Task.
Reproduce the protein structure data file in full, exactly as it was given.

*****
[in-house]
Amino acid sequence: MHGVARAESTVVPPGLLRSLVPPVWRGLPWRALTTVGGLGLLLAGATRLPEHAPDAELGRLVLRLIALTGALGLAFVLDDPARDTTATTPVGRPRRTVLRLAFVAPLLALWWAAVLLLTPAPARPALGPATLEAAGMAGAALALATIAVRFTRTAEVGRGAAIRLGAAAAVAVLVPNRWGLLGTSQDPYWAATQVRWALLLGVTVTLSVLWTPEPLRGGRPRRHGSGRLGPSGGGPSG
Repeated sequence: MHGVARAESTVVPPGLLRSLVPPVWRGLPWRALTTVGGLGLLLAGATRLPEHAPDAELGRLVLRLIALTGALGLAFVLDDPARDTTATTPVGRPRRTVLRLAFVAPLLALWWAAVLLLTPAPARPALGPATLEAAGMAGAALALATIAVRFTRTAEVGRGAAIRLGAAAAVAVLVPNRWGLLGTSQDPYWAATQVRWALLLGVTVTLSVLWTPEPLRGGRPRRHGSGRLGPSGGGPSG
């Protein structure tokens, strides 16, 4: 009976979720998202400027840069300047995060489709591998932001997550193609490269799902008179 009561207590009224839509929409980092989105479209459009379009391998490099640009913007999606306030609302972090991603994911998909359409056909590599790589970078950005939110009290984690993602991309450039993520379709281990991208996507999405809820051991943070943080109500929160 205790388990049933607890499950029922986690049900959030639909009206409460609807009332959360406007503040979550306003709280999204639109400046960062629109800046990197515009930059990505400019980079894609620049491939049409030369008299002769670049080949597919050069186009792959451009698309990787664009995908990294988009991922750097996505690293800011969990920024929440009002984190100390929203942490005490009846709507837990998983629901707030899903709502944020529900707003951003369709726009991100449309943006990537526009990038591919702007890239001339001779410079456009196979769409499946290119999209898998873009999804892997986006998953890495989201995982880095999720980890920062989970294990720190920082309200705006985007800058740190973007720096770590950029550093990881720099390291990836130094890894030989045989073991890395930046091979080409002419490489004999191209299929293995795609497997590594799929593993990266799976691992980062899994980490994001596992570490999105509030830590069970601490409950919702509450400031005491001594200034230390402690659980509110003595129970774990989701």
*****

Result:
[in-house]
Amino acid sequence: MHGVARAESTVVPPGLLRSLVPPVWRGLPWRALTTVGGLGLLLAGATRLPEHAPDAELGRLVLRLIALTGALGLAFVLDDPARDTTATTPVGRPRRTVLRLAFVAPLLALWWAAVLLLTPAPARPALGPATLEAAGMAGAALALATIAVRFTRTAEVGRGAAIRLGAAAAVAVLVPNRWGLLGTSQDPYWAATQVRWALLLGVTVTLSVLWTPEPLRGGRPRRHGSGRLGPSGGGPSG
Repeated sequence: MHGVARAESTVVPPGLLRSLVPPVWRGLPWRALTTVGGLGLLLAGATRLPEHAPDAELGRLVLRLIALTGALGLAFVLDDPARDTTATTPVGRPRRTVLRLAFVAPLLALWWAAVLLLTPAPARPALGPATLEAAGMAGAALALATIAVRFTRTAEVGRGAAIRLGAAAAVAVLVPNRWGLLGTSQDPYWAATQVRWALLLGVTVTLSVLWTPEPLRGGRPRRHGSGRLGPSGGGPSG
């Protein structure tokens, strides 16, 4: 009976979720998202400027840069300047995060489709591998932001997550193609490269799902008179 009561207590009224839509929409980092989105479209459009379009391998490099640009913007999606306030609302972090991603994911998909359409056909590599790589970078950005939110009290984690993602991309450039993520379709281990991208996507999405809820051991943070943080109500929160 205790388990049933607890499950029922986690049900959030639909009206409460609807009332959360406007503040979550306003709280999204639109400046960062629109800046990197515009930059990505400019980079894609620049491939049409030369008299002769670049080949597919050069186009792959451009698309990787664009995908990294988009991922750097996505690293800011969990920024929440009002984190100390929203942490005490009846709507837990998983629901707030899903709502944020529900707003951003369709726009991100449309943006990537526009990038591919702007890239001339001779410079456009196979769409499946290119999209898998873009999804892997986006998953890495989201995982880095999720980890920062989970294990720190920082309200705006985007800058740190973007720096770590950029550093990881720099390291990836130094890894030989045989073991890395930046091979080409002419490489004999191209299929293995795609497997590594799929593993990266799976691992980062899994980490994001596992570490999105509030830590069970601490409950919702509450400031005491001594200034230390402690659980509110003595129970774990989701």